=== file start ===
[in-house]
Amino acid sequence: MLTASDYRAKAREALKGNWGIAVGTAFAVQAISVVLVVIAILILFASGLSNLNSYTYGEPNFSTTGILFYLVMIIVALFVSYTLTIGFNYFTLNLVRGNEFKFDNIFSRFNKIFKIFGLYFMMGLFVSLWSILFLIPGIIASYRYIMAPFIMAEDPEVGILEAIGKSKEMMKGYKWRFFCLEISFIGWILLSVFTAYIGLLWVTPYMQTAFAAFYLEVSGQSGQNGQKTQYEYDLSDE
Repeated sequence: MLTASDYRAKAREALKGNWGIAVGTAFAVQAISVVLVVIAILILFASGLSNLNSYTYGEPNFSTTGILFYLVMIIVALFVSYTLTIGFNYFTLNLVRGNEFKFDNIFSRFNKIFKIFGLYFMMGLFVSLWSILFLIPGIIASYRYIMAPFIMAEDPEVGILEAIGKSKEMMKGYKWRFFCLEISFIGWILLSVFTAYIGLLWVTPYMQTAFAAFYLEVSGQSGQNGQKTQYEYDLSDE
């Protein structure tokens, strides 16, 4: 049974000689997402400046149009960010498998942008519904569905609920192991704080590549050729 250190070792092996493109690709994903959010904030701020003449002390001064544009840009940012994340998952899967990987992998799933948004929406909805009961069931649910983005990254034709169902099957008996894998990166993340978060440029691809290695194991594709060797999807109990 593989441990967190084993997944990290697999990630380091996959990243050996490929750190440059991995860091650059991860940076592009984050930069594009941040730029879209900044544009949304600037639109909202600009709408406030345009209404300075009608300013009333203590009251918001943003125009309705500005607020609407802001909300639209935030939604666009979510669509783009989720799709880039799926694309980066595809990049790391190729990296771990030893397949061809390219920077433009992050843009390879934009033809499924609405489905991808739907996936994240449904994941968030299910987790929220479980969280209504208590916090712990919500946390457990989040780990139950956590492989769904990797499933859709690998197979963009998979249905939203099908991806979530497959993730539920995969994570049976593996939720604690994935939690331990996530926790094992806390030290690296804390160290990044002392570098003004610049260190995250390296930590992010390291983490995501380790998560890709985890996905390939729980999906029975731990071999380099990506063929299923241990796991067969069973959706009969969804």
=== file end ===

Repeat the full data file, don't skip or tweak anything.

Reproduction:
[in-house]
Amino acid sequence: MLTASDYRAKAREALKGNWGIAVGTAFAVQAISVVLVVIAILILFASGLSNLNSYTYGEPNFSTTGILFYLVMIIVALFVSYTLTIGFNYFTLNLVRGNEFKFDNIFSRFNKIFKIFGLYFMMGLFVSLWSILFLIPGIIASYRYIMAPFIMAEDPEVGILEAIGKSKEMMKGYKWRFFCLEISFIGWILLSVFTAYIGLLWVTPYMQTAFAAFYLEVSGQSGQNGQKTQYEYDLSDE
Repeated sequence: MLTASDYRAKAREALKGNWGIAVGTAFAVQAISVVLVVIAILILFASGLSNLNSYTYGEPNFSTTGILFYLVMIIVALFVSYTLTIGFNYFTLNLVRGNEFKFDNIFSRFNKIFKIFGLYFMMGLFVSLWSILFLIPGIIASYRYIMAPFIMAEDPEVGILEAIGKSKEMMKGYKWRFFCLEISFIGWILLSVFTAYIGLLWVTPYMQTAFAAFYLEVSGQSGQNGQKTQYEYDLSDE
């Protein structure tokens, strides 16, 4: 049974000689997402400046149009960010498998942008519904569905609920192991704080590549050729 250190070792092996493109690709994903959010904030701020003449002390001064544009840009940012994340998952899967990987992998799933948004929406909805009961069931649910983005990254034709169902099957008996894998990166993340978060440029691809290695194991594709060797999807109990 593989441990967190084993997944990290697999990630380091996959990243050996490929750190440059991995860091650059991860940076592009984050930069594009941040730029879209900044544009949304600037639109909202600009709408406030345009209404300075009608300013009333203590009251918001943003125009309705500005607020609407802001909300639209935030939604666009979510669509783009989720799709880039799926694309980066595809990049790391190729990296771990030893397949061809390219920077433009992050843009390879934009033809499924609405489905991808739907996936994240449904994941968030299910987790929220479980969280209504208590916090712990919500946390457990989040780990139950956590492989769904990797499933859709690998197979963009998979249905939203099908991806979530497959993730539920995969994570049976593996939720604690994935939690331990996530926790094992806390030290690296804390160290990044002392570098003004610049260190995250390296930590992010390291983490995501380790998560890709985890996905390939729980999906029975731990071999380099990506063929299923241990796991067969069973959706009969969804």